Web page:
The period under review, from 1st July 2012 ending up on 30th June 2013, marked a turning point in the history of the cotton sub sector as digital weighing scales were introduced in the cotton marketing system. The farmers who are one of the primary stakeholders in the industry received with mixed feelings the scales without losing their belief that, this might be the start to the end of the exploitation through scales in the cotton buying posts. The Weights and Measures Agent, concurs with this observation as they reported few instances of digital scales tempering compared to steelyard scales. In the marketing season under review, a total of 37 cotton companies were licenced to buy the crop, and ginning were approved and undertaken by 43 ginneries.
As at the end of the marketing season 352,161 tons of seed cotton were purchased, 350,277 and 1,884 tons for the Western and Eastern Cotton Growing Areas, respectively. The politically charged resistance on cotton price of TZS 660 caused a chain of problems as it delayed cotton procurements, especially in Simiyu region. When it was apparent that prices will not improve, the farmers released their crop. The quick buying and ginning which ensued prompted accumulation of bales at the Dar essalaam port, which was exacerbated by its inefficiency in load clearance. The accumulation of bales at the port caused reluctance on part of Banks to disburse funds to cotton buyers, leading to build-up of un-sold seed cotton stock from farmers. A
stakeholders’ meeting hurriedly called in Maswa deliberated the Board to deal with the problem within two weeks.
The Board continued with its effort to educate these unrealistic politicians and other stakeholders on price mechanism that cotton being an export crop with Tanzania being a price taker, due to its insignificant cotton share in international markets we don’t have that muscle to influence the price. This price scenario was nevertheless; a springboard to kick starts the idea on the inception of Cotton Price Stabilisation Fund by the Board which was taken by the Ministry of Agriculture for all other cash crops. The Ministry is currently liaising with its stakeholders on its modus operand, how to run it and how each will contribute to the Fund.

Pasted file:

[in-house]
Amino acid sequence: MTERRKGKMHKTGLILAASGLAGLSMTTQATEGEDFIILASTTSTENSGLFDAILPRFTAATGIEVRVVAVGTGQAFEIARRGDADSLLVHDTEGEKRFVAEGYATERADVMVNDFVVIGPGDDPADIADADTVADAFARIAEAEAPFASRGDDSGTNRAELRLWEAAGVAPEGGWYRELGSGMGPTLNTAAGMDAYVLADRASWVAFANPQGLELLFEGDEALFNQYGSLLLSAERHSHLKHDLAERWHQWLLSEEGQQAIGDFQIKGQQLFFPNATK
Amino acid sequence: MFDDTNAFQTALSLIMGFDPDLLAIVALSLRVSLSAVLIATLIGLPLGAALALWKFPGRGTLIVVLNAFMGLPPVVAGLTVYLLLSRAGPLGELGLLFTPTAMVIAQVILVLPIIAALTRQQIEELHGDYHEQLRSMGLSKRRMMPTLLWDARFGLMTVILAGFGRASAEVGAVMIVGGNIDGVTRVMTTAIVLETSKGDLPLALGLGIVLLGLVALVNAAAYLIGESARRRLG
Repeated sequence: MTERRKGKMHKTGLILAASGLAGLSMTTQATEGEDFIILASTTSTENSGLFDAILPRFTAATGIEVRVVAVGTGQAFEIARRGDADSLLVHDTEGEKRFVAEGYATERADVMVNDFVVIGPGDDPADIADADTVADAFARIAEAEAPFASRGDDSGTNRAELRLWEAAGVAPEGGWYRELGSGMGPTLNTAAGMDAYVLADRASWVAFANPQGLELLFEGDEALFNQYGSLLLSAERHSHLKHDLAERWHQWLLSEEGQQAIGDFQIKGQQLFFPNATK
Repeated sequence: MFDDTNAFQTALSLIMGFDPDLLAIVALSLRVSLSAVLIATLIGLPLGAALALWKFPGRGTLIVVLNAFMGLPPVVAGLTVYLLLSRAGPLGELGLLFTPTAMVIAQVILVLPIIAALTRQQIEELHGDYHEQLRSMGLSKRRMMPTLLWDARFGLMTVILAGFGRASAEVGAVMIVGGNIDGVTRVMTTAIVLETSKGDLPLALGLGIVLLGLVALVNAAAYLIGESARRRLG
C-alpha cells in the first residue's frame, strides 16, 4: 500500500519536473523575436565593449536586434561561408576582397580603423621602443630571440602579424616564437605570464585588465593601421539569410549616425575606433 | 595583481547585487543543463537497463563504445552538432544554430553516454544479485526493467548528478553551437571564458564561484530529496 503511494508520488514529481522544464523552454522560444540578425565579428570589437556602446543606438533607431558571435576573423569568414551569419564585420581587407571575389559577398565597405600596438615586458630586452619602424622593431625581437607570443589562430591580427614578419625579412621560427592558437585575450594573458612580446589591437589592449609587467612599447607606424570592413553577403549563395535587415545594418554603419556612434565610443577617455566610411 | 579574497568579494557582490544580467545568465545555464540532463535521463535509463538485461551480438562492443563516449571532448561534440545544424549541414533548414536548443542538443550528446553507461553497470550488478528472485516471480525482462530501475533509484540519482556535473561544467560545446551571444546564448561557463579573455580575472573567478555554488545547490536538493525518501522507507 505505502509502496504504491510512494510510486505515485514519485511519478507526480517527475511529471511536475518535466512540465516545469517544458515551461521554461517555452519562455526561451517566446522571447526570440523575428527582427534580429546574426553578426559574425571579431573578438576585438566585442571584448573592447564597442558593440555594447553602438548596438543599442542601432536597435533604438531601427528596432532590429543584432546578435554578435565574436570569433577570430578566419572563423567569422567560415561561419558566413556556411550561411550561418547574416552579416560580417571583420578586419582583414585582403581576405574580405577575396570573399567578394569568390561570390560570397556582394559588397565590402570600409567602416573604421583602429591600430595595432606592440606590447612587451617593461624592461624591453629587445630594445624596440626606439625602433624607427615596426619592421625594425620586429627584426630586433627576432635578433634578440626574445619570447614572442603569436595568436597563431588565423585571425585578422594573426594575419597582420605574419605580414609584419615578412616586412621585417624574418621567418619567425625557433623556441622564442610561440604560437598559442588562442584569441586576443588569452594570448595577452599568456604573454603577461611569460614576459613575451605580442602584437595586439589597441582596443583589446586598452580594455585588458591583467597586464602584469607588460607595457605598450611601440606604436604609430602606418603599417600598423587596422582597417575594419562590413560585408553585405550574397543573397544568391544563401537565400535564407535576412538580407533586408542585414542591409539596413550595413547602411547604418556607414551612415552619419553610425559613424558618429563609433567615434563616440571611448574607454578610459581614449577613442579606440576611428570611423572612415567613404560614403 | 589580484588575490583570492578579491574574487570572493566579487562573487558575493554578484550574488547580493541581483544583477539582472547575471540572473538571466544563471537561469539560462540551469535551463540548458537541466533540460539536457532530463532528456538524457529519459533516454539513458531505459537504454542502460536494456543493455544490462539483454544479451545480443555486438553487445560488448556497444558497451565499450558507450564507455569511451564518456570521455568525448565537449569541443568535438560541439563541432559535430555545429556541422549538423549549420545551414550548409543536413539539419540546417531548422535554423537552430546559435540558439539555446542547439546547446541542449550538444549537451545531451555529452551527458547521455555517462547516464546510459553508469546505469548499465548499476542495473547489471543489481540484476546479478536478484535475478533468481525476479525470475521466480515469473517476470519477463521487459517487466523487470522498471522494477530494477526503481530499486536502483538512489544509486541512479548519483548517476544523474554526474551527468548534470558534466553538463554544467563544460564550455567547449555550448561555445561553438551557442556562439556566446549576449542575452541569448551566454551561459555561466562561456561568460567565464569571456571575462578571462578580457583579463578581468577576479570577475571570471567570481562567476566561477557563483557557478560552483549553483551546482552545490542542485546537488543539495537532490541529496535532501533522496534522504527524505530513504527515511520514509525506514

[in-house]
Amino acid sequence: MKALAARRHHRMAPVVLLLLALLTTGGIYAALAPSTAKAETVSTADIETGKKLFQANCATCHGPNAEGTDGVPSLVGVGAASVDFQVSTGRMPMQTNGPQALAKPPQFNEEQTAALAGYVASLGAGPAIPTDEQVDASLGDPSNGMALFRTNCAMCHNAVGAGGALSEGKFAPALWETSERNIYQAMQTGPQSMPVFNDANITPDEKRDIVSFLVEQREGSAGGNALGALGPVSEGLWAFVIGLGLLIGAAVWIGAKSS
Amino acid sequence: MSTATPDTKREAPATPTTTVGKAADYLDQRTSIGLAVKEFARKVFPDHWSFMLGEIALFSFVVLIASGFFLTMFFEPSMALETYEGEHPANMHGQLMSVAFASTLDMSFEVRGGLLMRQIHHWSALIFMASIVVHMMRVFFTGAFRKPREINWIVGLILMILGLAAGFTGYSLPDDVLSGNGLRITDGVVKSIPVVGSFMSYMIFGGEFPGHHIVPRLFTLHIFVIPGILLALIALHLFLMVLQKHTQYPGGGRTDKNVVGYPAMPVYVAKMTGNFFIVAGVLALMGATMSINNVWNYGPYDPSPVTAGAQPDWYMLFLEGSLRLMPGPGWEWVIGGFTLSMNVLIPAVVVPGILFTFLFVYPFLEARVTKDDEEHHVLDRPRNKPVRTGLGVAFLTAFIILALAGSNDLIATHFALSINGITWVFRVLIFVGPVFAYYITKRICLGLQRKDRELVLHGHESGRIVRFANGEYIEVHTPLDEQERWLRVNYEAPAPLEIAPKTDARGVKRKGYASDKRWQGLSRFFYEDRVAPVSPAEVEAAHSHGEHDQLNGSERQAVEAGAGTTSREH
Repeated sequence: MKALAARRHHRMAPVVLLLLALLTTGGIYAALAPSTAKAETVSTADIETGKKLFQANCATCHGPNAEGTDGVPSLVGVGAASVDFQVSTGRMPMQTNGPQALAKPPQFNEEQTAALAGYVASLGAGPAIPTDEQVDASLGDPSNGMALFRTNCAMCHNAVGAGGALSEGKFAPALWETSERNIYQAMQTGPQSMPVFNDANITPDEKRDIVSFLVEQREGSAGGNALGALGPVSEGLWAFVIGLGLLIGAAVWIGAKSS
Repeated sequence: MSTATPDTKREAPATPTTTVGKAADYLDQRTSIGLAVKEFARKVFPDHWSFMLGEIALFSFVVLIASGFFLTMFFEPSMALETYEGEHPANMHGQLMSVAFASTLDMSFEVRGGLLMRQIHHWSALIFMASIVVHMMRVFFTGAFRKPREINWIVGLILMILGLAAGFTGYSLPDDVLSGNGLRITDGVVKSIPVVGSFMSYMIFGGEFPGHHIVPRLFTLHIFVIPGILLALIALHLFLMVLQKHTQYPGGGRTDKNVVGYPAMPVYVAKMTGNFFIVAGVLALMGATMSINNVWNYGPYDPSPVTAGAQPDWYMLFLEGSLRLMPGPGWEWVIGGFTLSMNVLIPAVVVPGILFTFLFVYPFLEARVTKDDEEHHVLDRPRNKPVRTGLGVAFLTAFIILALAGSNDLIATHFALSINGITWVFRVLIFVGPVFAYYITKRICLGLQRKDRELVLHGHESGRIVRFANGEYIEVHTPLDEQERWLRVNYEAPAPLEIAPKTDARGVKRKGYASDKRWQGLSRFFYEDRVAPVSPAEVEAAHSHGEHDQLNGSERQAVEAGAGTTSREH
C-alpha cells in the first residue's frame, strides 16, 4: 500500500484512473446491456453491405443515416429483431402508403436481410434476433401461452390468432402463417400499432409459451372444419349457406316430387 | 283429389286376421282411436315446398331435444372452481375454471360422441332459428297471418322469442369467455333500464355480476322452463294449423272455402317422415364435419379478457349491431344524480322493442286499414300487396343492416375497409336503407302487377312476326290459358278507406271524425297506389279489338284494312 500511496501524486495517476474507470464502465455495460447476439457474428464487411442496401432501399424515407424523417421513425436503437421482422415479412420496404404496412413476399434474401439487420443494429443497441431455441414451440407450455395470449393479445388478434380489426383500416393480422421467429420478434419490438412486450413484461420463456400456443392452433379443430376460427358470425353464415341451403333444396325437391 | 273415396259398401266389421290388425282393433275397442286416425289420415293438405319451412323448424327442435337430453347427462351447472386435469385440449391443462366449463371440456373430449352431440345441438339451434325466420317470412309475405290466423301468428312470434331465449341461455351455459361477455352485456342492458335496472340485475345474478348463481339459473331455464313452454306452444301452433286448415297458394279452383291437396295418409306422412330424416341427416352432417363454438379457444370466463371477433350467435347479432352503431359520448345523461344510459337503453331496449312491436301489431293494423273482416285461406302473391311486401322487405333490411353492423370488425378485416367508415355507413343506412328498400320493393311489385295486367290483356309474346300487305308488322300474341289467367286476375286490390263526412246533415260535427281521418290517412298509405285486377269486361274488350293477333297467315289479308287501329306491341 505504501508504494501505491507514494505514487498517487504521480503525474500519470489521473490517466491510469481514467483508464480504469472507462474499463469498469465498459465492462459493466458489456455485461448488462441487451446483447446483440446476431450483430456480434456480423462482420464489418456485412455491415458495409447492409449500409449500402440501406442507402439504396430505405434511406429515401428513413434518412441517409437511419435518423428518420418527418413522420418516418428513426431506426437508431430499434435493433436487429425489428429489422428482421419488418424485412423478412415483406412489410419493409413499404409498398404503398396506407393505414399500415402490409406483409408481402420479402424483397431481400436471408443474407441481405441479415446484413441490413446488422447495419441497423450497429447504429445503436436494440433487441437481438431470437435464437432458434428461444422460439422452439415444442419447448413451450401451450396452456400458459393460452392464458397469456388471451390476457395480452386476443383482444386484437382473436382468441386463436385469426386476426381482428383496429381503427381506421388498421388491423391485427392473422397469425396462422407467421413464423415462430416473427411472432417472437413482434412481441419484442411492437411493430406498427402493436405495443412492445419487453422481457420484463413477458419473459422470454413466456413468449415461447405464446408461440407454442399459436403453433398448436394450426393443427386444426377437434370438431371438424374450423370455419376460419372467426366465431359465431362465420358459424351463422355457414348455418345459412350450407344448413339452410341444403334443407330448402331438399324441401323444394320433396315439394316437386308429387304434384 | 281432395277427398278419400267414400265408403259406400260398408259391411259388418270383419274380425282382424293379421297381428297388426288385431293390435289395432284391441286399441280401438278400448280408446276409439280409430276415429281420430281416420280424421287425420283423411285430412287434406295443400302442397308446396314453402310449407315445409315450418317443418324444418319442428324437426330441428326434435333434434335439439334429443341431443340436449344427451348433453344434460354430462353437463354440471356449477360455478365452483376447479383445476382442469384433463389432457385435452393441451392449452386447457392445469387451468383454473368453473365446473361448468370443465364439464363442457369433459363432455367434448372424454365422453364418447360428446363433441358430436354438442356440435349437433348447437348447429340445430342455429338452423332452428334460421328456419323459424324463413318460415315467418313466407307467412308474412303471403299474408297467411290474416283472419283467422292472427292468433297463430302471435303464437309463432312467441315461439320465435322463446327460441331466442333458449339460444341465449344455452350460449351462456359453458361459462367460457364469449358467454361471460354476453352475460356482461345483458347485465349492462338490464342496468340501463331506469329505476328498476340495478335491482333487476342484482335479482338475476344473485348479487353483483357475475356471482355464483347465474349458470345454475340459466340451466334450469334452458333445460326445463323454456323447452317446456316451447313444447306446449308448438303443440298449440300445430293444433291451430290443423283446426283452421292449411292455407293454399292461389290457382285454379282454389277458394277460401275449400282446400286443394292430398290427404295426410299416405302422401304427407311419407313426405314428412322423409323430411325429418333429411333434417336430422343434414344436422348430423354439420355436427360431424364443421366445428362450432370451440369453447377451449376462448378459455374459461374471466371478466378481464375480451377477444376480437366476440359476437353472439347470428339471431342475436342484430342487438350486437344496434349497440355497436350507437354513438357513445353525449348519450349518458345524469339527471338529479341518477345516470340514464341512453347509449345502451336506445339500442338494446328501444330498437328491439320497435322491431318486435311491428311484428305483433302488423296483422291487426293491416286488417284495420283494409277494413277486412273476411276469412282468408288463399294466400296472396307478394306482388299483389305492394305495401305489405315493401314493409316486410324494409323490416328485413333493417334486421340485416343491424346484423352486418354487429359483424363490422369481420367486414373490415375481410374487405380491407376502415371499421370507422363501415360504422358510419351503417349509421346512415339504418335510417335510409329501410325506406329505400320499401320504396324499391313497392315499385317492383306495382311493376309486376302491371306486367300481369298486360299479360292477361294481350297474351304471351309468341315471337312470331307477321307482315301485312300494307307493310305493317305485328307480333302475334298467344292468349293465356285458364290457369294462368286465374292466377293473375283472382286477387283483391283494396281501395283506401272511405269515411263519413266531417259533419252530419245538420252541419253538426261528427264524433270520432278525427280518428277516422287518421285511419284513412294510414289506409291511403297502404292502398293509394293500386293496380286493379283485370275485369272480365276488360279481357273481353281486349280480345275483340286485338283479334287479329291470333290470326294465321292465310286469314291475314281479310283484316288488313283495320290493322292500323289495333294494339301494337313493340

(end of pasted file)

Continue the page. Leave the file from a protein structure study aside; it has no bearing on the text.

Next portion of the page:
Another problem was side-selling, caused by some companies to buy cotton in the areas where they had not invested, as per Contract Farming requirements. This triggered poor inputs loan recoveries from the farmers. This as well, might be part of wide syndicate to sabotage the already rolled out Contract Farming after winding up its pilot stage. Albeit, its good intension to farmers, it was absurd that TACOGA the association of cotton growers which is there to advance the interests of farmers were in fore front to tarnish and oppose the Contract Farming efforts.
It was of late learned that free rider Ginners who don’t want to invest in the Contract Farming model were behind the move. The Board in cooperation with Tanzania Gatsby Trust (TGT) and some progressive Ginners continued to implement the Contract Farming model by trying to solve most of the impending challenges. Preparations for a next farming season were underway and in order to increase the farming efficiency in the coming season the following were undertaken;
• Review of the contracts between ginners and farmers’ FBGs
• Demarcating the Western Cotton Growing areas in 12 zones for ginners’ selections
• Contribution of 30 shillings per kilo towards the Cotton Development Trust Fund (CDTF). This caters only for just a few functions of the Fund.
The Board and other stakeholders vowed to work on recovery of the promised subsidy of 5.9 billion from the Government as well as the 2.2 billion inputs subsidy of last season’s for the Fund’s strong footing.
• FBG’s lead farmers from various Districts in the WCGAs have undertaken training on dry season cultivation, and 3,000 rippers had been distributed.
• Sensitization on cotton farming in ECGAs was also introduced.
Although the waters are rough we will continue towing the ship until we reach the shores where we are sure the toiling farmers of this land will be safe and assure the fair contribution of the cotton sector in the prosperity of the country’s economy is attained.
Finally I wish to express TCB’s sincere gratitude to all our partners in the cotton industry for their tireless efforts in improving the welfare of cotton growers.
Marco C. Mtunga